"Between the Covers" @ The Women's Library
Writing about web page http://www.londonmet.ac.uk/thewomenslibrary/whats-on/exhibitions/betweenthecovers.cfm
"Between the Covers: Women's Magazines and their Readers" is the current exhibition at The Women's Library, which I finally got to visit this weekend. The exhibition brought together a fascinating collection of magazines, following their development from the late 17th century (the first magazine was dated back to the 1690s and the earliest exhibit on display was from the 1770s) up to the present day. The content of magazines had unsurprisingly remained somewhat consistent throughout the years, with an emphasis on beauty and fashion in particular, but shifts in how different themes were addressed reflected the changing conceptions of "femininity"; different readerships were also, of course, an issue with a split in the market occurring from the early 20th century. The relationship between magazines and the different waves of women's liberation movements was interesting, as magazines played an important role right from the earliest formations of feminism in the 19th century, and more recently in second-wave feminism. Supplementing the many visual resources were recordings of interviews with women that had been highly instrumental in the development of magazines in the latter part of the twentieth century, such as Sue O'Sullivan, editor of feminist magazine Spare Rib.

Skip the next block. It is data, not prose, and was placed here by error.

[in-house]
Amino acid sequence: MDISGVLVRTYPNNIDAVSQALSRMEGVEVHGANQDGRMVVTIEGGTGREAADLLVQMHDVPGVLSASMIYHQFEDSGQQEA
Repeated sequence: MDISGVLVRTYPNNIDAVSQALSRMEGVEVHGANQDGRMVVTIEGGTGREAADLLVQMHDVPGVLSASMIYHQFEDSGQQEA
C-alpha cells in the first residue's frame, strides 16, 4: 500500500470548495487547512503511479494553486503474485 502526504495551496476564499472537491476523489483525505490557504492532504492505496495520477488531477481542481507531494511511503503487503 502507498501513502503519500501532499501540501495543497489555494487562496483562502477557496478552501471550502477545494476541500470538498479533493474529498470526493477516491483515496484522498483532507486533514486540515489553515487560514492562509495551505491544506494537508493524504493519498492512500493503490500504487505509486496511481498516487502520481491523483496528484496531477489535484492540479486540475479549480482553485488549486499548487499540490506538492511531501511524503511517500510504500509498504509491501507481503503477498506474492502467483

It was particularly interesting to visit this exhibition with my mother who could not only remember the magazines that had been influential for women of her era - from the first magazines aimed at teenage girls in the late '60s, through to those for career women of the '80s - but could also recall the magazines that my Grandma read in the 1950s: it was surprising just how dated and old-fashioned these now looked, with their knitting patterns and articles on the Royal Family as the "celebrity" culture of the day!
I'm not a reader of any women's magazines, far preferring the content of online feminist magazines/blogs like The F-Word, and it would've been interesting if the exhibition had considered how the internet has changed (if indeed it has) the demands on publication of women's magazines- there are a number of feminist publications in print such as Subtextbut these often struggle to maintain a wide readership (in stark contrast to the vast and ever-growing amount of cheap tat like Heat etc. that seem increasingly pervasive on the magazine racks) but the internet has enabled feminist content to reach a wider population than it's even been able to achieve through print distribution.
The exhibition continues to run until the end of August, and it's definitely worth a visit- I'll certainly be keeping an eye out for future events at The Women's Library as it seems they have a wonderful collection of resources to be discovered.